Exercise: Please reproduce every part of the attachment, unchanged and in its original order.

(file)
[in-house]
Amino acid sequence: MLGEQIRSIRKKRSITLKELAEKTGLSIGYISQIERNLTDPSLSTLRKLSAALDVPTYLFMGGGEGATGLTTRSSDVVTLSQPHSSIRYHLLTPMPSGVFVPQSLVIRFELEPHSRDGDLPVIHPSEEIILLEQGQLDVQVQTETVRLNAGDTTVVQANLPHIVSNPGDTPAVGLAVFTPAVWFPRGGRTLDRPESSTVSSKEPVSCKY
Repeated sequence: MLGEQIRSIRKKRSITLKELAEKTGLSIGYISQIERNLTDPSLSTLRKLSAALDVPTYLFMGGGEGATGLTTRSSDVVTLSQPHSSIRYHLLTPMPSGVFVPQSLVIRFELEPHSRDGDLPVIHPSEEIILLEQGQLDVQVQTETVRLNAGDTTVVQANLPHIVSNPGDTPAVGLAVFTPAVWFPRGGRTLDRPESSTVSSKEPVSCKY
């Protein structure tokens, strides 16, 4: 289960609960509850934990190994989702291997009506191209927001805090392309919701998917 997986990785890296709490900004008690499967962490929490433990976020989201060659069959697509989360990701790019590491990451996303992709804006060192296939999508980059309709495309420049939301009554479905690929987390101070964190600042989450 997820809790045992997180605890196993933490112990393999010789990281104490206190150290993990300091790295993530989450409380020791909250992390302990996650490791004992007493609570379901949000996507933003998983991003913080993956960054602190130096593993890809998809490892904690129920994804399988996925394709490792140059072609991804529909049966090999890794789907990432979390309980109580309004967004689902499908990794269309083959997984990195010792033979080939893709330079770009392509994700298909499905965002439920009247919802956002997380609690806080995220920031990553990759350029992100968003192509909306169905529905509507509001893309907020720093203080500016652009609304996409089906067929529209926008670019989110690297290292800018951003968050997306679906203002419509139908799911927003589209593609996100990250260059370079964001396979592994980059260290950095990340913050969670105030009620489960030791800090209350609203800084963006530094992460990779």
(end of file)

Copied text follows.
[in-house]
Amino acid sequence: MLGEQIRSIRKKRSITLKELAEKTGLSIGYISQIERNLTDPSLSTLRKLSAALDVPTYLFMGGGEGATGLTTRSSDVVTLSQPHSSIRYHLLTPMPSGVFVPQSLVIRFELEPHSRDGDLPVIHPSEEIILLEQGQLDVQVQTETVRLNAGDTTVVQANLPHIVSNPGDTPAVGLAVFTPAVWFPRGGRTLDRPESSTVSSKEPVSCKY
Repeated sequence: MLGEQIRSIRKKRSITLKELAEKTGLSIGYISQIERNLTDPSLSTLRKLSAALDVPTYLFMGGGEGATGLTTRSSDVVTLSQPHSSIRYHLLTPMPSGVFVPQSLVIRFELEPHSRDGDLPVIHPSEEIILLEQGQLDVQVQTETVRLNAGDTTVVQANLPHIVSNPGDTPAVGLAVFTPAVWFPRGGRTLDRPESSTVSSKEPVSCKY
């Protein structure tokens, strides 16, 4: 289960609960509850934990190994989702291997009506191209927001805090392309919701998917 997986990785890296709490900004008690499967962490929490433990976020989201060659069959697509989360990701790019590491990451996303992709804006060192296939999508980059309709495309420049939301009554479905690929987390101070964190600042989450 997820809790045992997180605890196993933490112990393999010789990281104490206190150290993990300091790295993530989450409380020791909250992390302990996650490791004992007493609570379901949000996507933003998983991003913080993956960054602190130096593993890809998809490892904690129920994804399988996925394709490792140059072609991804529909049966090999890794789907990432979390309980109580309004967004689902499908990794269309083959997984990195010792033979080939893709330079770009392509994700298909499905965002439920009247919802956002997380609690806080995220920031990553990759350029992100968003192509909306169905529905509507509001893309907020720093203080500016652009609304996409089906067929529209926008670019989110690297290292800018951003968050997306679906203002419509139908799911927003589209593609996100990250260059370079964001396979592994980059260290950095990340913050969670105030009620489960030791800090209350609203800084963006530094992460990779």